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120                            Tom Sawyer Abroad
looking over that valley just that same way, and think­ing its awful thoughts all to itself for thousands of years, and nobody can't find out what they are to this day.
At last I took up the glass and see some little black things a-capering around on that velvet carpet, and some more a-climbing up the cretur's back, and then I see two or three wee puffs of white smoke, and told Tom to look. He done it, and says:
" They're bugs. No — hold on; they — why, I be­lieve they're men. Yes, it's men—men and horses both. They're hauling a long ladder up onto the Sphinx's back—now ain't that odd? And now they're trying to lean it up a—there's some more puffs of smoke — it's guns! Huck, they're after Jim."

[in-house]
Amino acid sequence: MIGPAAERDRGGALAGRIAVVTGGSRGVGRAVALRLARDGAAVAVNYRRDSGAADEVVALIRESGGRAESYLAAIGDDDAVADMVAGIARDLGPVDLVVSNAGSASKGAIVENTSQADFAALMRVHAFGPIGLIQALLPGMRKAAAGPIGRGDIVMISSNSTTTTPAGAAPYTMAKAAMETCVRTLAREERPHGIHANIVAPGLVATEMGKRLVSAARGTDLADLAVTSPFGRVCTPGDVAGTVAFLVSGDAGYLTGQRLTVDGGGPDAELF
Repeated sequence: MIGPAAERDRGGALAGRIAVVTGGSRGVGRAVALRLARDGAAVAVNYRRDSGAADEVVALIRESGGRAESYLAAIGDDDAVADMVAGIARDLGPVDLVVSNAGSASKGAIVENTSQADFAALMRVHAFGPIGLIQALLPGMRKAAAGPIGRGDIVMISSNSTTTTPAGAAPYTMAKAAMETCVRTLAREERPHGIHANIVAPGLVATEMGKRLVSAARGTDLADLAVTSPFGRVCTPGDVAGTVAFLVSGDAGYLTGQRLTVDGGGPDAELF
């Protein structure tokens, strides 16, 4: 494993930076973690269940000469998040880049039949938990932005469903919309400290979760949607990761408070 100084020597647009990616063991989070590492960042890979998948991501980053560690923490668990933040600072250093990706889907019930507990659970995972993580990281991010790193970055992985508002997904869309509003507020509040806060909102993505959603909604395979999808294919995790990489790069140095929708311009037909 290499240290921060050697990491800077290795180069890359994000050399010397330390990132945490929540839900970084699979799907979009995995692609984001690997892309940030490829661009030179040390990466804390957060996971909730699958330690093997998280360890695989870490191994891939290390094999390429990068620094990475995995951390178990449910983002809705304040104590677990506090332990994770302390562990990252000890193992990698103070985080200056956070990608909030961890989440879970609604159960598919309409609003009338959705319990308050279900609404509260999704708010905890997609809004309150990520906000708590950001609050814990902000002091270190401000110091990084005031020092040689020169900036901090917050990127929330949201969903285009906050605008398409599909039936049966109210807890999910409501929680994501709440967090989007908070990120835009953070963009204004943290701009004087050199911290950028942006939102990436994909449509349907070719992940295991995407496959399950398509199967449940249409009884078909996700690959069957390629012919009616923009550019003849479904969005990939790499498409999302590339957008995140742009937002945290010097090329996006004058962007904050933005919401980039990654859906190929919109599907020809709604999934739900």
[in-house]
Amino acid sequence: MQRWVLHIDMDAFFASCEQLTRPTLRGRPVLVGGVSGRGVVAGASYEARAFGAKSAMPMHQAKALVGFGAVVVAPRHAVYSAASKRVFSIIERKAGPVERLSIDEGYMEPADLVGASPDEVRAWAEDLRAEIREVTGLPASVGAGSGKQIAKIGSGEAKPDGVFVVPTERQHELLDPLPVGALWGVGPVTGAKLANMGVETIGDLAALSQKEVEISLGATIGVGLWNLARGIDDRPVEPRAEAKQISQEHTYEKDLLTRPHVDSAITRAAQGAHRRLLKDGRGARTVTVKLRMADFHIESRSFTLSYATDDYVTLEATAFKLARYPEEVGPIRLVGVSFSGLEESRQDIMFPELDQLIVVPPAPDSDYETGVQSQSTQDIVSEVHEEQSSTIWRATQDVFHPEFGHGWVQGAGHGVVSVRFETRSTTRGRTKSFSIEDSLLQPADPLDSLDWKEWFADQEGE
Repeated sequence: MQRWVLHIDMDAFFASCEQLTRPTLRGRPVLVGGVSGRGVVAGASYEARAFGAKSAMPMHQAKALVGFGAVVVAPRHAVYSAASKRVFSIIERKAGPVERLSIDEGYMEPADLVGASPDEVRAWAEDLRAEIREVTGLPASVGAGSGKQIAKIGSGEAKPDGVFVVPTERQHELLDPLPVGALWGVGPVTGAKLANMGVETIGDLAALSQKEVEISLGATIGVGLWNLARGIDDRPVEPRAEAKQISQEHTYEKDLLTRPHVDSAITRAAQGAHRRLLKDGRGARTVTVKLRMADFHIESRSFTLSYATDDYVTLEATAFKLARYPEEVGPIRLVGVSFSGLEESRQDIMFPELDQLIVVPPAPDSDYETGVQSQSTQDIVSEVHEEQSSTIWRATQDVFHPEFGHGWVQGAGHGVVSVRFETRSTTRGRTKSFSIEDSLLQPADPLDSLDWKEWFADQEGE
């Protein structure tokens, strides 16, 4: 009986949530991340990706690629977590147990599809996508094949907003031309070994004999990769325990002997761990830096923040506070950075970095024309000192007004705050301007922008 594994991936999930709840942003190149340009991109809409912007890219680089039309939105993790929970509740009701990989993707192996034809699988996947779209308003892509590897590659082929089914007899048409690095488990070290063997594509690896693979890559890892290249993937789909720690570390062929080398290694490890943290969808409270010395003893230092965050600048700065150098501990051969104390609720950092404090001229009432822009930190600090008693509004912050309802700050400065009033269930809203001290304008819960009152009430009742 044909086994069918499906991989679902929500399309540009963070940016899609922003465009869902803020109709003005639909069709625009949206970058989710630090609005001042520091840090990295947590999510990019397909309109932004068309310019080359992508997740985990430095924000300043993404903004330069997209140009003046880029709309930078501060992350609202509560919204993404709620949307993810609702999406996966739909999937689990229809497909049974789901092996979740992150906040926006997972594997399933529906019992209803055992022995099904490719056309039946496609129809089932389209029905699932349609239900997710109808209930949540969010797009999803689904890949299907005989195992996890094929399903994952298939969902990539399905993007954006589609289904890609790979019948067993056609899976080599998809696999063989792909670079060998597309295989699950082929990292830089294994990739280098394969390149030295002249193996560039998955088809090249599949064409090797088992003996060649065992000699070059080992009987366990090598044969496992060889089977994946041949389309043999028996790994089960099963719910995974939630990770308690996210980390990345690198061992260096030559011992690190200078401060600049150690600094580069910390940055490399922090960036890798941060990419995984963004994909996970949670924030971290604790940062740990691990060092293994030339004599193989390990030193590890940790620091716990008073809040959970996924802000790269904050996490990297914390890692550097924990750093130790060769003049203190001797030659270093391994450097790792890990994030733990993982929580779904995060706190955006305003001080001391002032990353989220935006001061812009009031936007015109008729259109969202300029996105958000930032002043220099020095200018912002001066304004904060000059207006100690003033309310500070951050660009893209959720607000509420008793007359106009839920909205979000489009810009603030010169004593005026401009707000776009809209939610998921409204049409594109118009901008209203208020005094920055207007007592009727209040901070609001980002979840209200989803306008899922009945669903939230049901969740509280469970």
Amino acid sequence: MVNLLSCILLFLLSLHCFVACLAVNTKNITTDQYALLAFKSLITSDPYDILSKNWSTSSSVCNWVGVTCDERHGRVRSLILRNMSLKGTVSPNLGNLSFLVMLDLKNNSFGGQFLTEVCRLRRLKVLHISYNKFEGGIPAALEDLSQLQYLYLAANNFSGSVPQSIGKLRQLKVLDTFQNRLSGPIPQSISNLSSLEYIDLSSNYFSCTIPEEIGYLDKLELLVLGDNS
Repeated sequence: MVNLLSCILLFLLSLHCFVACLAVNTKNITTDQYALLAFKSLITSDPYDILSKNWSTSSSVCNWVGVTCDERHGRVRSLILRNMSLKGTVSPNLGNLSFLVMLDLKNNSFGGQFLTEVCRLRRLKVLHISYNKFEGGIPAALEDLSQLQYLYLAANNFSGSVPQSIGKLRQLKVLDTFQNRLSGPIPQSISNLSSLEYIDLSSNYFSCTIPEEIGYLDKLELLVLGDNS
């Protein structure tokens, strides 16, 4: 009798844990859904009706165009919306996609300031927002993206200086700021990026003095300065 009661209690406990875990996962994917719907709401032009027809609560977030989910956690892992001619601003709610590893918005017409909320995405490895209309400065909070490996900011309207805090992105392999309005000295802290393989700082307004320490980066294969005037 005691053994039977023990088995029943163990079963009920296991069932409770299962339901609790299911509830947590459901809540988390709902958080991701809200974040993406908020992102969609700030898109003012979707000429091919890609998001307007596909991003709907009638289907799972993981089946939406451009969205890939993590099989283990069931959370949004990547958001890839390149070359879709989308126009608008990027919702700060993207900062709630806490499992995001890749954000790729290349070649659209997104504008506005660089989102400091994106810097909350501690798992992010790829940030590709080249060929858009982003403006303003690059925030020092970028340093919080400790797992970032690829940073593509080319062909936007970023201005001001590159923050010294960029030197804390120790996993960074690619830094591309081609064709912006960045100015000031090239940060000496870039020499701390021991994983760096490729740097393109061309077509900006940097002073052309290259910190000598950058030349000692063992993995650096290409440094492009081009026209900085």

We clapped on the power, and went for them a-biling. We was there in no time, and come a-whizzing down amongst them, and they broke and scattered every which way, and some that was climbing the ladder after Jim let go all holts and fell. We soared up and found him laying on top of the head panting and most tuckered out, partly from howling for help and partly from scare. He had been standing a siege a long time — a week, he said, but it warn't so, it only just seemed so to him because they was crowding him so. They had shot at him, and rained the bullets all around him, but he warn't hit, and when they found he wouldn't stand up and the bullets couldn't git at him when he was laying down, they went for the ladder, and then he knowed it was all up with him if we didn't come